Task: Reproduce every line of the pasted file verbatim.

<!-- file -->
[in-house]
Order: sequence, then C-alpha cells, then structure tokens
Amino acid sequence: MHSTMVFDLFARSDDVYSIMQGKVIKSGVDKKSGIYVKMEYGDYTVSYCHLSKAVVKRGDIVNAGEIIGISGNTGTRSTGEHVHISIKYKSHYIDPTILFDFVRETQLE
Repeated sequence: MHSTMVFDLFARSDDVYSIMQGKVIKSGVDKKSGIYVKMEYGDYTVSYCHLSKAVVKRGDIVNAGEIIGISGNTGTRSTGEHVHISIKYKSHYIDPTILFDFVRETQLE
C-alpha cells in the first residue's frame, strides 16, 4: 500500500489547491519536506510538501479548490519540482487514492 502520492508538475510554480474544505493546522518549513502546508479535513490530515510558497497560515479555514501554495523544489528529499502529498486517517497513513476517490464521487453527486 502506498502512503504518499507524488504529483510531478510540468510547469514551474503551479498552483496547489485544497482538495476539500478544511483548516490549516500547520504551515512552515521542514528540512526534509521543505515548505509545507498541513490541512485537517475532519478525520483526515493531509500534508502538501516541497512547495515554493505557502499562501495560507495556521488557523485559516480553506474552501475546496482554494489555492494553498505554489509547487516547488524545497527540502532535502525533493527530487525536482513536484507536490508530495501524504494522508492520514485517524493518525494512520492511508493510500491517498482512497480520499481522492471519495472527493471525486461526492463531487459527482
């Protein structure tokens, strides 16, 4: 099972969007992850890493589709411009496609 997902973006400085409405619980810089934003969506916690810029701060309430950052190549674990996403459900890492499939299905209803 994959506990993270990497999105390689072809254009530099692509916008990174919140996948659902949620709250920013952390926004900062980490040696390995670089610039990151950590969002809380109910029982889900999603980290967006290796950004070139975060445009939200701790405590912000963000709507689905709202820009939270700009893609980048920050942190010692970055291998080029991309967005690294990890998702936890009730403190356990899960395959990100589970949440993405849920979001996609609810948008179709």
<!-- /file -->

[in-house]
Order: sequence, then C-alpha cells, then structure tokens
Amino acid sequence: MHSTMVFDLFARSDDVYSIMQGKVIKSGVDKKSGIYVKMEYGDYTVSYCHLSKAVVKRGDIVNAGEIIGISGNTGTRSTGEHVHISIKYKSHYIDPTILFDFVRETQLE
Repeated sequence: MHSTMVFDLFARSDDVYSIMQGKVIKSGVDKKSGIYVKMEYGDYTVSYCHLSKAVVKRGDIVNAGEIIGISGNTGTRSTGEHVHISIKYKSHYIDPTILFDFVRETQLE
C-alpha cells in the first residue's frame, strides 16, 4: 500500500489547491519536506510538501479548490519540482487514492 502520492508538475510554480474544505493546522518549513502546508479535513490530515510558497497560515479555514501554495523544489528529499502529498486517517497513513476517490464521487453527486 502506498502512503504518499507524488504529483510531478510540468510547469514551474503551479498552483496547489485544497482538495476539500478544511483548516490549516500547520504551515512552515521542514528540512526534509521543505515548505509545507498541513490541512485537517475532519478525520483526515493531509500534508502538501516541497512547495515554493505557502499562501495560507495556521488557523485559516480553506474552501475546496482554494489555492494553498505554489509547487516547488524545497527540502532535502525533493527530487525536482513536484507536490508530495501524504494522508492520514485517524493518525494512520492511508493510500491517498482512497480520499481522492471519495472527493471525486461526492463531487459527482
């Protein structure tokens, strides 16, 4: 099972969007992850890493589709411009496609 997902973006400085409405619980810089934003969506916690810029701060309430950052190549674990996403459900890492499939299905209803 994959506990993270990497999105390689072809254009530099692509916008990174919140996948659902949620709250920013952390926004900062980490040696390995670089610039990151950590969002809380109910029982889900999603980290967006290796950004070139975060445009939200701790405590912000963000709507689905709202820009939270700009893609980048920050942190010692970055291998080029991309967005690294990890998702936890009730403190356990899960395959990100589970949440993405849920979001996609609810948008179709």